Earlier this summer, Tom (my husband) was diagnosed with cancer. His general physician found something suspect in Tom’s annual blood work, referred him to a specialist just to make sure nothing was up, and several invasive tests later, Tom got the diagnosis. Tom met with a surgeon shortly after and scheduled surgery for September 1st, 2017 (about seven weeks ago).
I know I sound sort of vague about all of this, but I’m trying to minimize oversharing because this is really Tom’s story to tell.
The weeks between the initial “hey, these numbers are a little high…” comment from Tom’s general physician way back in spring up until we got to the day of surgery were both agonizing and exhausting. The doctors did an awesome job of speeding Tom through all the tests that had to be done, and while Tom usually only had to wait a few days from test to doctor’s appointment to discuss the results, those little waits seemed interminable. And then waiting for the “official” diagnosis at the end of it all… it was a long summer. Some days were better than others- some days you’re okay, some days your brain is working overtime to imagine the worst. And this is from *my* perspective- I can only imagine what was happening in Tom’s head and heart.
It wasn’t like a *spike* of stress in one moment, it was more of this drawn out stretch of having the potential diagnosis loom over everything for weeks. And then not knowing what would be next- there are multiple outcomes, depending on the pathology samples taken during the surgery and/or blood tests results that are taken six weeks after surgery.
I always thought that a cancer diagnosis would split time into “before the diagnosis” and “after the diagnosis” and it would just feel so sudden and overwhelming, but because there are so many tests that lead up to it, it sort of weaves itself into the daily conversation of your life as you move towards it. Instead of being like a gunshot it’s more like a heavy weight that drapes over you and hollows you out a little. I wish I could explain this better.
While Tom was waiting for his surgery, Grace started school. It’s the same school she’s been in for the last two years, so it’s very familiar for her, but now that she’s in 6th grade, she’s moved up to the middle school. So we got her ready for that, and helped her deal with the transition into new schedules and responsibilities, plus a lot more homework. It was both stressful and crazy (parent meetings! school supplies! volleyball uniform! driving her all over town!) but also a wonderful distraction for Grace because it kept her from worrying about Tom too much.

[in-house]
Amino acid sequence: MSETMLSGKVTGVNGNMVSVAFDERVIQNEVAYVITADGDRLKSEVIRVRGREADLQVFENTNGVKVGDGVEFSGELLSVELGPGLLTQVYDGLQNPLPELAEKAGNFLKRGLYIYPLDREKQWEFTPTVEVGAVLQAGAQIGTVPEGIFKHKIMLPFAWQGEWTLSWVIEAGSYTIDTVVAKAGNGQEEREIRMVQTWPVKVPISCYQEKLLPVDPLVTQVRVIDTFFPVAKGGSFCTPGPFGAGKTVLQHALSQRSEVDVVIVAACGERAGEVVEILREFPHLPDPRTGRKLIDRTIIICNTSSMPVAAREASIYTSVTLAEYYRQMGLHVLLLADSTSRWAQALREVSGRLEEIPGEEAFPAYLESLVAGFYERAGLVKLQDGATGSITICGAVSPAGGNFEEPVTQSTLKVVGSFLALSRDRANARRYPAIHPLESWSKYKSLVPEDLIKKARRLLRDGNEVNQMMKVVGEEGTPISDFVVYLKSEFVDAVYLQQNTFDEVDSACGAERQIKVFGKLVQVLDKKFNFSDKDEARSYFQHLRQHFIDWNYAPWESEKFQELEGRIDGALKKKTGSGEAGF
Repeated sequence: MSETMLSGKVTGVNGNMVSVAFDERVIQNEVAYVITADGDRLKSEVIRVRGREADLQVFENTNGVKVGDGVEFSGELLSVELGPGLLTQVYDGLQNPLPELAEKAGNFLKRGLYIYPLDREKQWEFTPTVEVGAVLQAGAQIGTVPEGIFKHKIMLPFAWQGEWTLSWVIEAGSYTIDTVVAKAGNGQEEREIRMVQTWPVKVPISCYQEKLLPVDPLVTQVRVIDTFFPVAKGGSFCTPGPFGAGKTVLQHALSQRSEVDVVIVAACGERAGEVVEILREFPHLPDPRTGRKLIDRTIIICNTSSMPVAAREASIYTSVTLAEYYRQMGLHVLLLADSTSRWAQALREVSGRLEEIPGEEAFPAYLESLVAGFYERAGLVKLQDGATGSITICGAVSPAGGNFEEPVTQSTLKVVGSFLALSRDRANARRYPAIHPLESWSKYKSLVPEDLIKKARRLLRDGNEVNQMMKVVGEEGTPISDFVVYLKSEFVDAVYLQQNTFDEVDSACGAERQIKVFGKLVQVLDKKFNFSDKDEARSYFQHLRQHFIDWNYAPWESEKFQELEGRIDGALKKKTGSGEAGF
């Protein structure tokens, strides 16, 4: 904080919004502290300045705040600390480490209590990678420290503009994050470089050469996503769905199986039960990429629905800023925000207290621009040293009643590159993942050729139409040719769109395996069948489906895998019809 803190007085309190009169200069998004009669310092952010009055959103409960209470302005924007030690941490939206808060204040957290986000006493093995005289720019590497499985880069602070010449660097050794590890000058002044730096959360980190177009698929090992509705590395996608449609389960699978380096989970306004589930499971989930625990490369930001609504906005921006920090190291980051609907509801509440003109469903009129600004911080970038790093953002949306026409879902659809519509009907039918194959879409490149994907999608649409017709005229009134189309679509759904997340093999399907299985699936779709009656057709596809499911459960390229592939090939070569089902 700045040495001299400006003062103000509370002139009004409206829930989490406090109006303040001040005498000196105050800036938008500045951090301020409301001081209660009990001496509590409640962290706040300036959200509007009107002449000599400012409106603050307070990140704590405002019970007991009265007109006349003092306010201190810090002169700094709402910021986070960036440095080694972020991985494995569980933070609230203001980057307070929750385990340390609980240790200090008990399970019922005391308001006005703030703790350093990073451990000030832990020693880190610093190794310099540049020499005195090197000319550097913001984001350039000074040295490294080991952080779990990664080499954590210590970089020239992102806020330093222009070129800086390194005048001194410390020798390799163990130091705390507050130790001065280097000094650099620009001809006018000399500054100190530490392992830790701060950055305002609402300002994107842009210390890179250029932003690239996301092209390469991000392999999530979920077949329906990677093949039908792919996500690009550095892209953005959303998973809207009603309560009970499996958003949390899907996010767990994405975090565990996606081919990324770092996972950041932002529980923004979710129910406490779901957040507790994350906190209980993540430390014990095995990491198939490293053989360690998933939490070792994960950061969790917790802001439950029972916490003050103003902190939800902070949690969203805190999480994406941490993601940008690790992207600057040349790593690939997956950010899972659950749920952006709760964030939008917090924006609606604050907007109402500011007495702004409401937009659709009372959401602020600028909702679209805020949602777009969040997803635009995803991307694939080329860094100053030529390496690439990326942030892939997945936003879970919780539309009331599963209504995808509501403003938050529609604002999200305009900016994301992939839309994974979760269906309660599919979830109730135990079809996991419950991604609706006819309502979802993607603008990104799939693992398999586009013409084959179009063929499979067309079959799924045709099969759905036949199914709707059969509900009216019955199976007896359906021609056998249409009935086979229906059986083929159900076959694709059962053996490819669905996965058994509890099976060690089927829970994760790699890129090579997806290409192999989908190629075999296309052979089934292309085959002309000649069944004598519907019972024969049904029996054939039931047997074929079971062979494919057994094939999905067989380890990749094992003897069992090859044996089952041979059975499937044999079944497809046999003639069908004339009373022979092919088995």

September 1st- surgery day- finally rolled around and Tom checked in the hospital on a Friday morning. The surgery went well, and Grace and I spent the day with him as he recovered. Tom came home from the hospital the next evening- Saturday- but he was really struggling with pain and nausea, and within hours his temperature had spiked to 102.7 and he was back in the hospital. The doctors told him he would would likely be in the hospital a few more days while they figured out what was going on.
When Tom was re-admitted into the hospital, I remember feeling more stressed and helpless than I have ever felt in my life. Everything was up in the air, Tom was stuck in the hospital and in significant pain and discomfort and the doctors didn’t know why, we wouldn’t know if the surgery had been successful until Tom took some follow-up tests six weeks down the road… we were just *stuck*. And there was nothing I could do to make it better for him. I remember just fervently wishing and hoping that he could get better and come home- even though he had to wait six weeks for more information on the results of the surgery and what the next step would be, at least he could be home and start recovering so that he could start the next chapter with energy and not feeling just trampled by everything.